Rehabilitation programs reduce recidivism
Most people don’t think twice about what happens to convicts once they are released. In reality, state jails barely ever have effective rehabilitation programs and proper counseling services.
There are many mentally ill people who are facing time in prison. These people, who require proper counseling and medication, are for the most part not receiving either of these things.
The Stanford Prison Experiment showed how quick mentally healthy people could turn sadistic and depressed when put in a prison-like simulation. One can assume that being in an actual prison also affects the mentally ill.
For many people, prisons have become de facto mental institutions, but they are not equipped to do this. When these prisoners are released without proper counseling and medication, they end up back in jail.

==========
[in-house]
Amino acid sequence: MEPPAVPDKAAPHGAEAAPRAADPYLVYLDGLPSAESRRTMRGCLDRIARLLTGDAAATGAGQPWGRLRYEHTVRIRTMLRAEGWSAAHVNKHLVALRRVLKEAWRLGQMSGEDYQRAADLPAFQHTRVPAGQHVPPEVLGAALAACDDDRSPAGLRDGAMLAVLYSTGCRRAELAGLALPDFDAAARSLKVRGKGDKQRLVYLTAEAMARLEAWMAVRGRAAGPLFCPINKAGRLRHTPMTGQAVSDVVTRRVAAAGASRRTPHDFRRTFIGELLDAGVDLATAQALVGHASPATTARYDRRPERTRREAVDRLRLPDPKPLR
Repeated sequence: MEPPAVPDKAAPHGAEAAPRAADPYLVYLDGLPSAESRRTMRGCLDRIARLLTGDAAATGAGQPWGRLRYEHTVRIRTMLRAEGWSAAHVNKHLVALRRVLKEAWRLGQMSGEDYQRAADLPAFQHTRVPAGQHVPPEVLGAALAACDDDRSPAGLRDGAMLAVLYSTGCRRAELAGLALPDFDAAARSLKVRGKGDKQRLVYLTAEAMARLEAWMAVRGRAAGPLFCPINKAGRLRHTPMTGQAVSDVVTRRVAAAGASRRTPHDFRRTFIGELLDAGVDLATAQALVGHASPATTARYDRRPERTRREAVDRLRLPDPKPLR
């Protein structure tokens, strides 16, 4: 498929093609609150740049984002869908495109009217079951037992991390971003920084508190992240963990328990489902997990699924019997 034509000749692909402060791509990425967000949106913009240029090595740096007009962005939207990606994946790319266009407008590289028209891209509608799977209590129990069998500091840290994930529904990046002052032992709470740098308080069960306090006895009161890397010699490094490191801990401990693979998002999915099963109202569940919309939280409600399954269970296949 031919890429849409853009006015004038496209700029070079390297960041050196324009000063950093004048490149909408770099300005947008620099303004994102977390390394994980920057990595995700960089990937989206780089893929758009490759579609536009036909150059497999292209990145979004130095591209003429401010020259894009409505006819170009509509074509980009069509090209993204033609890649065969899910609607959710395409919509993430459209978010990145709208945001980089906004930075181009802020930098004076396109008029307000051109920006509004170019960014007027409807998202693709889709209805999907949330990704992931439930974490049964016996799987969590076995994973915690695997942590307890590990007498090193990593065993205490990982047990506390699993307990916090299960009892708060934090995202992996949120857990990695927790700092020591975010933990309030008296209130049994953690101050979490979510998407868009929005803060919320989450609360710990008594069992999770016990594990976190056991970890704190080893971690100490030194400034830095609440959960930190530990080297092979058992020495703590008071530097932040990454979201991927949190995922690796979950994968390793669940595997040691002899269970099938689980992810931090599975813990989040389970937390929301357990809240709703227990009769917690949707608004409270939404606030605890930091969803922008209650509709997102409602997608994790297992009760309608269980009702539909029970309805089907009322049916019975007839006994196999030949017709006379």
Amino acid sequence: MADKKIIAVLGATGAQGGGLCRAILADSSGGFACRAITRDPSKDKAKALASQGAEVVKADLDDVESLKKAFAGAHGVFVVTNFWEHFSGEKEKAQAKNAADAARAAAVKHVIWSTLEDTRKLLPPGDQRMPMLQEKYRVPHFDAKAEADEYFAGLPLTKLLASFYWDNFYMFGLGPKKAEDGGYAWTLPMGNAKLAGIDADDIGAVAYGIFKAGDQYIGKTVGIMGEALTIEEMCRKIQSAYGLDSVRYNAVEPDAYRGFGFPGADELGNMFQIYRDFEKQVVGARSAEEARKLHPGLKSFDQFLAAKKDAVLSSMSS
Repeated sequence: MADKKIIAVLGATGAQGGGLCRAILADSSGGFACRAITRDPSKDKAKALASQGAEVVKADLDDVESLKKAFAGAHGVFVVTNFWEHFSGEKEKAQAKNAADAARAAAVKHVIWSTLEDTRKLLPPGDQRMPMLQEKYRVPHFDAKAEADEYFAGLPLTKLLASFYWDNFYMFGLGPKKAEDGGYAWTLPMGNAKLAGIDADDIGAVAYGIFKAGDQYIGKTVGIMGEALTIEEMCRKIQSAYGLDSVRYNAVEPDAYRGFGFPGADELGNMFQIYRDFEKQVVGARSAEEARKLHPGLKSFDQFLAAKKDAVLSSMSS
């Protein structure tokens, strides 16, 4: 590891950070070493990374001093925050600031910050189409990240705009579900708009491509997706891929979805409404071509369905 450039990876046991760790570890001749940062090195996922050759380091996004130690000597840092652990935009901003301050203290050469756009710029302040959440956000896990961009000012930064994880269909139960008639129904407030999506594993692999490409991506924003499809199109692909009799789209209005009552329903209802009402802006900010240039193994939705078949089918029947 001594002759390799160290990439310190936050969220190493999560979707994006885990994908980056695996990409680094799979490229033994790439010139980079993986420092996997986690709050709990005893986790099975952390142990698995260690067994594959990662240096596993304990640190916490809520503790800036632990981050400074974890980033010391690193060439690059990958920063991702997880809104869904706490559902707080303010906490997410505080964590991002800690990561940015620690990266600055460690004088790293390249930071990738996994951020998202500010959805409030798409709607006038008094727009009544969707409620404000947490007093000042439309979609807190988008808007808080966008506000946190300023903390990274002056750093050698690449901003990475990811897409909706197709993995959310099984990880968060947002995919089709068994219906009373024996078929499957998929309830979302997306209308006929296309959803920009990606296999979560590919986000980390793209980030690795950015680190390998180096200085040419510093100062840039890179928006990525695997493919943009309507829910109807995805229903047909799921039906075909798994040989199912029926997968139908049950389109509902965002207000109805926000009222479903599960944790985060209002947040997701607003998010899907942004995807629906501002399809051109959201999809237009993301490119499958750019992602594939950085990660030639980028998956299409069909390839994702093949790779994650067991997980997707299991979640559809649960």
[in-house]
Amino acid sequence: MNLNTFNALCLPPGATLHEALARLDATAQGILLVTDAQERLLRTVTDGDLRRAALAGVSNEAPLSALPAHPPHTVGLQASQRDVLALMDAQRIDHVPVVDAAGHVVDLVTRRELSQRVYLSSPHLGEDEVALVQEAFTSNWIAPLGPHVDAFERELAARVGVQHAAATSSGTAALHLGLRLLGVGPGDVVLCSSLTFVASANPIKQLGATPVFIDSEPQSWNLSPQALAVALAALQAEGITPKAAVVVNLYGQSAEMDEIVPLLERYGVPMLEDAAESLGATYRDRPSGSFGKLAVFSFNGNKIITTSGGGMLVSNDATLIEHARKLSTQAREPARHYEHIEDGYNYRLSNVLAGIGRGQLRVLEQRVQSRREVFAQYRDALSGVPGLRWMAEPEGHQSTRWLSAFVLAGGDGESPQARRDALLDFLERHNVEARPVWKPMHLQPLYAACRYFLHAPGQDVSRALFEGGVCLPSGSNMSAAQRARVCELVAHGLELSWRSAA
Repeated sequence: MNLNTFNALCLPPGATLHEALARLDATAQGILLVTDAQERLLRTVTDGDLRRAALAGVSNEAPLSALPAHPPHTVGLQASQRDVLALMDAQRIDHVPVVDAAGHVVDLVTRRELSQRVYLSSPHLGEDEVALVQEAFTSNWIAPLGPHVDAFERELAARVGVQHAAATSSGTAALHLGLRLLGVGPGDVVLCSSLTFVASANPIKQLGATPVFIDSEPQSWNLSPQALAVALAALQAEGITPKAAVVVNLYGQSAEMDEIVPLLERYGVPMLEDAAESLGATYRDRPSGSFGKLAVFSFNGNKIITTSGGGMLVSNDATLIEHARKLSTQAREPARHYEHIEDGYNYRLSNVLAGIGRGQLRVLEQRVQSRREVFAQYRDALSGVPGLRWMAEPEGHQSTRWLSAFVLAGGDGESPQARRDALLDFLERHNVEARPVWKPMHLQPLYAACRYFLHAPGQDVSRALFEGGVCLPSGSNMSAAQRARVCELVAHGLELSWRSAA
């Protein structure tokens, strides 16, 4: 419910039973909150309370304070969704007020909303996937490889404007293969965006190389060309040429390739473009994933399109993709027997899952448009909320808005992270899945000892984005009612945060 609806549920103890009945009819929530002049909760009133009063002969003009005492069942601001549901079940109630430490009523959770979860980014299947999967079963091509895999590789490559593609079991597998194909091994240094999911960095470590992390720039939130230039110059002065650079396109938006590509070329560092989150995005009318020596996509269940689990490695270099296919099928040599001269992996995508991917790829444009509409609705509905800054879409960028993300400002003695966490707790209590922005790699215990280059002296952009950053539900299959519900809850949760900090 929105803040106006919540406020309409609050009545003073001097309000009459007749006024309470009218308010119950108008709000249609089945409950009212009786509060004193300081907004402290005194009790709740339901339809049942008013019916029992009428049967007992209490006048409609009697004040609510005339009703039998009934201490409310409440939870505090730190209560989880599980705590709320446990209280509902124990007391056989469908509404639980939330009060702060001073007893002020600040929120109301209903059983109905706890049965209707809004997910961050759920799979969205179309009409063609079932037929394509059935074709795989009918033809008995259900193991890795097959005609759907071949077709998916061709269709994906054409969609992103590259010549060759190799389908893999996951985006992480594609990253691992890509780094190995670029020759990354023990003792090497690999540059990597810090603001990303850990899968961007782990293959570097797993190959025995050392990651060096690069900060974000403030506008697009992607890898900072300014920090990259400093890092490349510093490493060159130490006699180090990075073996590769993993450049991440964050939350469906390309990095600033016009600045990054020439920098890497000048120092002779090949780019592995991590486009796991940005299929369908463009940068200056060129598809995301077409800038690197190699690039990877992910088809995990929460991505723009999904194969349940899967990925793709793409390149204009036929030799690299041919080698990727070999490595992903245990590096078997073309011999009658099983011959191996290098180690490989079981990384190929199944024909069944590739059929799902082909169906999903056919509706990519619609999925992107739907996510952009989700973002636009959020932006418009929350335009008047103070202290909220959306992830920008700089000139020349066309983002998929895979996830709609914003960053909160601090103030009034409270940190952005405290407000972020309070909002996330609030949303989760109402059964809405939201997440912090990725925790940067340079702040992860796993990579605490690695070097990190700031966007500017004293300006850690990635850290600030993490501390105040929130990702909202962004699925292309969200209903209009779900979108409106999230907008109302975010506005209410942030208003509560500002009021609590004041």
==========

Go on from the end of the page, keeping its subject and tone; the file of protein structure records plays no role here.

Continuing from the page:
Seventy-five percent of released inmates are re-incarcerated within five years, according to the National Institute of Justice. Focusing on rehabilitation programs, such as educational, vocational and drug treatment, has been proven to lower the re-offending rate.
For example, inmates who participate in work-release programs are 17 percent less likely to be sent back to prison. With data such as this, even people who lack knowledge in this subject cannot deny the effectiveness of rehabilitation.
Some say that rehabilitation programs cost money to implement. While this is true, they end up saving money for taxpayers when fewer people are populating the jails.
Rehabilitation works and there are mountains of evidence to back this claim. While it is important to get criminals off the street, it is more important to give them the tools they need to become productive and provide for themselves and their families.